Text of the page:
Employee driving Employer Truck home
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Employee driving Employer Truck home
Recently, I was at a red light completely stopped in a residential zone. A man driving 65 in a 45 mph zone did not see the light or my truck stopped and slammed into the back of me without ever applying his brakes in a larger truck. My back was broken in 2 places, 1 vertebra in the thoracic area just under my shoulder blades, and one in my lower back L4 and caused the disk above L4 to herniate and the disk below to herniate. My head hit and broke the steering wheel and then went through the back window of the standard cab of my truck, yes, my seat belt was on. I no longer have control of my left leg and I have issues with my right leg. I recently went through a series of 4 back surgeries to have the nerves burnt off to relieve the pain that I am in, and I am waiting to be seen by the Sheppard Center in Atlanta to see what else can be done. The company has a 1 million dollar liability insurance policy on the truck. When the guy who hit me got out of his truck, he ran up to me and said I am so sorry, it is all my fault, I had a really bad day and did not see you, I am so sorry. He repeated this to the officer as well. The way I was always taught that whenever you are in a company vehicle, you represent that company whether you are driving to or from work, and if you had a really bad day then work is probably on your mind as well, so there is no switch that says I am not on duty. This accident has changed my life forever. I am no longer self sufficient, 1 million dollars will not even touch this.Is there any recourse with the company at all?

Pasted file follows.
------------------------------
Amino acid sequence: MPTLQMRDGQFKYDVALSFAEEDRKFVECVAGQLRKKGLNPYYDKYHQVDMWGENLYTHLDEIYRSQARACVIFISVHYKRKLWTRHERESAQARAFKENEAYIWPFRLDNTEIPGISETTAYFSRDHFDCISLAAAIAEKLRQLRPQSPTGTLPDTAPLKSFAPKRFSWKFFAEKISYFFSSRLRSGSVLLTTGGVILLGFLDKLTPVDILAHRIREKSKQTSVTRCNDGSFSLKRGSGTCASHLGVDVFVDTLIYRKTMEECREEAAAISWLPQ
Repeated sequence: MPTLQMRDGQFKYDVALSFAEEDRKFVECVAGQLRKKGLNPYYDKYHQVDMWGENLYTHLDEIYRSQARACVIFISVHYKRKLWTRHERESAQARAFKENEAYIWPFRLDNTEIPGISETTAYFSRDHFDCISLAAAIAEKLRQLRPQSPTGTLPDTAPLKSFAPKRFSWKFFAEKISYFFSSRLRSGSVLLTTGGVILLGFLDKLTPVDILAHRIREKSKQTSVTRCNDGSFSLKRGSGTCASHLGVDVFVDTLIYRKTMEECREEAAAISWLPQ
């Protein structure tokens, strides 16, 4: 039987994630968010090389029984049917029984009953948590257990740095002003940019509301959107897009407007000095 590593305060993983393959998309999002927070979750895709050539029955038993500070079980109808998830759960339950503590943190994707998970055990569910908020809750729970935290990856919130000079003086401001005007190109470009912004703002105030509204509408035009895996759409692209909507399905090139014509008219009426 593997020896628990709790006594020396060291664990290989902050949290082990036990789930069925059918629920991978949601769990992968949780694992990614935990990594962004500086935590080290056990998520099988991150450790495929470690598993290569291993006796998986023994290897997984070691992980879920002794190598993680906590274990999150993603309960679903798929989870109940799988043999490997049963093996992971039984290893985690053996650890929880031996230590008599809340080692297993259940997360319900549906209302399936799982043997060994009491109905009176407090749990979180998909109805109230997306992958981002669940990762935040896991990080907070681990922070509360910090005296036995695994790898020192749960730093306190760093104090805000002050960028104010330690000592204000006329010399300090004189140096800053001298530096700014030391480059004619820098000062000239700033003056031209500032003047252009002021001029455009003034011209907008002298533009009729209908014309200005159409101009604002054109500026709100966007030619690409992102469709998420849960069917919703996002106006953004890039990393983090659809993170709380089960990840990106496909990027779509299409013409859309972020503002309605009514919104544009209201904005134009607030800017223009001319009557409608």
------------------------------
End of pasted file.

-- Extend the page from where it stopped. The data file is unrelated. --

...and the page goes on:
Asked on July 12, 2019 under Accident Law, Georgia
SJZ, Member, New York Bar / FreeAdvice Contributing Attorney
Answered 1 year ago | Contributor
You are wrong about essentially always being on duty--the law does not recognize that because we may think about work when not at work, that therefore our employer is always liable. An employer is liable for an employee's negligent (careless) acts or accidents--including car accidents--IF the employee was actually driving the vehicle for work at the time: i.e. he was doing his job when he was driving, whether that is delivering something or going to a job site or client/customer for a meeting. If the accident occured in the course of work, the employer is liable, but if it occured when the employee was commuting to or from work, or driving out to get food on his lunch break, that's the employee's own time (commuting is not considered work time; it is before or after work) and the employer is not liable.
But independent of the above, a vehicle's owner is liable for the accidents of those whom the owner lets drive his/her/its vehicles, so if this was a company truck, the company is liable for what the person whom it let drive the truck did.
Note that if the employer is an LLC or corporation, you can likely hold the company liable, but not the owner of the LLC or corporation personally: LLCs and corporations shield their owners from liability.
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